USA Today is out with a report on a new research project that deserves our attention. It seems that high school graduates surveyed in 2006 consider themselves much more likely to succeed in life when compared to the self-assessment offered by graduates in 1975.
Researchers Jean Twenge and W. Keith Campbell are worried that these young people are showing signs of excessive self-esteem, which may set them up for disappointments later in life.
As USA Today reports:
Compared with the Baby Boomers who were seniors in 1975, 12th-graders surveyed in 2006 were much more confident they’d be “very good” employees, mates and parents, and they were more self-satisfied overall, say Twenge and co-author W. Keith Campbell of the University of Georgia. Between half and two-thirds of the Gen Y teens gave themselves top ratings, compared with less than half in their parents’ generation. The report is in ‘Psychological Science.’
Boomer parents “are more likely than their parents were to praise children — and maybe over praise them,” Twenge says. This can foster great expectations or perhaps even smugness about one’s chances of reaching “the stars” at work and in family life, she adds. “Their narcissism could be a recipe for depression later when things don’t work out as well as they expected.”
All this reminds me of Garrison Keillor’s fictional community of Lake Woebegon, where all of the kids are “above average.” That simply isn’t possible, but there is good reason to believe that many current parenting strategies imply that it is.
In recent years, some observers have warned that children are not well served when parents lavish them with inordinate praise or with unrealistic assessments. The culture of earned recognition has given way to sports teams that award a trophy to every player and to contests in which every participant wins.
As they grow older, some children turn cynical about all this. They just begin to discount what their parents, educators, or other authorities tell them. Eventually, reality intrudes in the form of college admissions, athletic scholarships, or other dimensions of merited recognition. It may be that every player on the 8th grade team gets the same trophy, regardless of performance on the field. All that changes when it comes time for college athletic scholarships, however. Those are not passed out without regard for performance.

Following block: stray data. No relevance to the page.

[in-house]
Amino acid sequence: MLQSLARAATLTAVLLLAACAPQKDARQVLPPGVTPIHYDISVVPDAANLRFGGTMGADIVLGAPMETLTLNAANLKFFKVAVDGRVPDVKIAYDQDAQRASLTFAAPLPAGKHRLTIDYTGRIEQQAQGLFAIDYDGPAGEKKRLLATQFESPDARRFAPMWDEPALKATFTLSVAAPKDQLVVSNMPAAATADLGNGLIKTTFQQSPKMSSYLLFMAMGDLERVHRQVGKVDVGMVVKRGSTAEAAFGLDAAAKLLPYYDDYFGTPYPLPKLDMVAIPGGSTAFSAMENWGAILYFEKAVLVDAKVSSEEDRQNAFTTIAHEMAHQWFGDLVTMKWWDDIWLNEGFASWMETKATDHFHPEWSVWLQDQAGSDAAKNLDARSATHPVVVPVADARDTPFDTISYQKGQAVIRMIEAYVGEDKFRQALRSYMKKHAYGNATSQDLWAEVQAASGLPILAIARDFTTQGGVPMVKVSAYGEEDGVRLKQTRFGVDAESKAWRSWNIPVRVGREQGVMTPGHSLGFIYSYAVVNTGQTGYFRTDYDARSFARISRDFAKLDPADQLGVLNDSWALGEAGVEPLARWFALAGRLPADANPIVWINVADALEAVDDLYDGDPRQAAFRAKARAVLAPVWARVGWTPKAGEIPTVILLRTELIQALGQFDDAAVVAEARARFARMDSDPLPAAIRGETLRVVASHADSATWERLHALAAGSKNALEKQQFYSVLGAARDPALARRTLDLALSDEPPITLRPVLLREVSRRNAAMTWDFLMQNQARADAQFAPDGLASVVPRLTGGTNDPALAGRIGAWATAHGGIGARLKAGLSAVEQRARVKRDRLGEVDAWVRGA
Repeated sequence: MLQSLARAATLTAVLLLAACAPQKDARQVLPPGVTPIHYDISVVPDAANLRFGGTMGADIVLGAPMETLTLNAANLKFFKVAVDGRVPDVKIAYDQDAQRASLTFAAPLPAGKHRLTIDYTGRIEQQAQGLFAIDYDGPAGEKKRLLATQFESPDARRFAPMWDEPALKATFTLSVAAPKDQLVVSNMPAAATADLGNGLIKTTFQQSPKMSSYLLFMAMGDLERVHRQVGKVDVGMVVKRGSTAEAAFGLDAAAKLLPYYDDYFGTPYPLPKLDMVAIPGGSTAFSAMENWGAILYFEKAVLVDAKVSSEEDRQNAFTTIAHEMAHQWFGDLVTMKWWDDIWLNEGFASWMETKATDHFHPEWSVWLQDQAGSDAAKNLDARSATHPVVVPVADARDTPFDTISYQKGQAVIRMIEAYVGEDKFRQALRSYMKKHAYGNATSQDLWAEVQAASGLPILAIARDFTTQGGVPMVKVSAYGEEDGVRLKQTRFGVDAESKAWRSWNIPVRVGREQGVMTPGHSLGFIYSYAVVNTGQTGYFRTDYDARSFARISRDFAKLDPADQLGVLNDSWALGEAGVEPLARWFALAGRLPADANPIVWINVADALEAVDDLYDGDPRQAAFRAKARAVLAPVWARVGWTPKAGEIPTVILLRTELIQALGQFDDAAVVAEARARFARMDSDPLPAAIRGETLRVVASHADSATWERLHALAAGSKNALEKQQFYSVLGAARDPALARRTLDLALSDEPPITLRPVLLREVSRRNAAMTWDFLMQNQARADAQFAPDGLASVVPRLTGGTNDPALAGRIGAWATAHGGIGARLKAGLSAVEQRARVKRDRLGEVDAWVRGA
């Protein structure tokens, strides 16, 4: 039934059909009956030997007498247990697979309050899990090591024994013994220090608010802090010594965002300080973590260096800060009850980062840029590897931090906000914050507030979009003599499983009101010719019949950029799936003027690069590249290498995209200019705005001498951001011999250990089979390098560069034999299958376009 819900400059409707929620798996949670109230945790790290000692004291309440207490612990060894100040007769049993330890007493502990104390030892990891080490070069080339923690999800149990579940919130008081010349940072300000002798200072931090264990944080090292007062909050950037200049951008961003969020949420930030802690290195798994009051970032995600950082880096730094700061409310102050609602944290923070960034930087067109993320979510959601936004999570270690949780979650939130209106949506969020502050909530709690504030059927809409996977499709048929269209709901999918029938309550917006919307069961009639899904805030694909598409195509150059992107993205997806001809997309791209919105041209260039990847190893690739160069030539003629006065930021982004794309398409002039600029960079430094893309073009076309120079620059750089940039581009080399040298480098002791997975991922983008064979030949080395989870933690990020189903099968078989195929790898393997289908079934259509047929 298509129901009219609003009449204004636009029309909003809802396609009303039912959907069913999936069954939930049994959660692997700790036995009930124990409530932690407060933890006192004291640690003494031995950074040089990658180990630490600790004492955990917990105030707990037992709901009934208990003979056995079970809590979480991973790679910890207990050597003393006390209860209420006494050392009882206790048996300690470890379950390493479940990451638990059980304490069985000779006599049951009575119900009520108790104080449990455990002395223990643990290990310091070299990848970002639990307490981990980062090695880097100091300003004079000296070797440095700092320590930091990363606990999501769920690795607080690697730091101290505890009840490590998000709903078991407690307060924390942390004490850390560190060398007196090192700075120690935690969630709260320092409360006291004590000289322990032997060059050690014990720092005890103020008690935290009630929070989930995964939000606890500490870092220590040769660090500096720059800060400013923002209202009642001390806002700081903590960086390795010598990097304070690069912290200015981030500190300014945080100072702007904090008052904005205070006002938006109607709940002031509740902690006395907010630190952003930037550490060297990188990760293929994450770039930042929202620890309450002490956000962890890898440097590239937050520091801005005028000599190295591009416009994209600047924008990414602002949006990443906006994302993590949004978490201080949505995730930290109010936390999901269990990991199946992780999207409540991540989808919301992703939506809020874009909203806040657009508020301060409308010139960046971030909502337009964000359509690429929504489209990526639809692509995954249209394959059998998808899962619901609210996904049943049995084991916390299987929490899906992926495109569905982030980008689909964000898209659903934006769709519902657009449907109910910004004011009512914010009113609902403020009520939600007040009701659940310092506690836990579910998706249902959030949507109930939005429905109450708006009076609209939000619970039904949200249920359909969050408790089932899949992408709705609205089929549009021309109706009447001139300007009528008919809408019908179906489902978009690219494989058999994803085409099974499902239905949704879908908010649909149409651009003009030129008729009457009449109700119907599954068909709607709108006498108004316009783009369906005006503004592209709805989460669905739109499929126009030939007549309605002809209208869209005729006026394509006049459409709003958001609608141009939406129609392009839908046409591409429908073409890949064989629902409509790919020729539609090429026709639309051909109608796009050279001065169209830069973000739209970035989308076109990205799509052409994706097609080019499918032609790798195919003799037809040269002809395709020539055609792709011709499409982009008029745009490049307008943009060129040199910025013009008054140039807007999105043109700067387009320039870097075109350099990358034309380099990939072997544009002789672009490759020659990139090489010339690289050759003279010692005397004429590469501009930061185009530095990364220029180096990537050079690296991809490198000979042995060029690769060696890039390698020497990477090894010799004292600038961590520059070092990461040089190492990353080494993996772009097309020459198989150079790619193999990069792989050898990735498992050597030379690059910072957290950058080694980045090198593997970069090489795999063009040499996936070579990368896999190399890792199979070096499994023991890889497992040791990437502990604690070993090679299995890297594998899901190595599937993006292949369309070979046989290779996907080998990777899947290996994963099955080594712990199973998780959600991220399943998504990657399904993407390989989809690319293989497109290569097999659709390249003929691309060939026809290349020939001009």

Other children bask in the glory of unmerited praise. Educators talk of children who insist that they should receive an “A” on a paper or test because “I am an ‘A’ person.” Some children reach young adulthood with no real help from parents in understanding their place in the world — or about what it might take for them to get where they want to go.
Roy Baumeister of Florida State University states his concern memorably:
“Many people who grew up in the ’50s say, ‘Nothing I did was ever good enough for my parents.’ Now we’re seeing the pendulum swing, and you hear from coaches and teachers who have been at it a while that kids have become more fragile. They don’t take criticism well,” he says.
“Thinking you’re God’s gift to the world is nice for you. It’s a little harder for everyone else around you.”
Every child is special. And we certainly hope that these children exceed all expectations about their future excellence in all areas of life. Nevertheless, a little reality might help, and some honesty as well.
When secular observers express this kind of concern, Christian parents should take particular notice. We should encourage our children to excellence in all things — not so much for their self-esteem but for the glory of God. And, we must be honest with them about what this excellence would mean and what this standard will require.
That kind of reality therapy will be as good for the parents as for the children. As the Apostle Paul reminds us:
For by the grace given to me I say to everyone among you not to think of himself more highly than he ought to think, but to think with sober judgment, each according to the measure of faith that God has assigned. [Romans 12:3]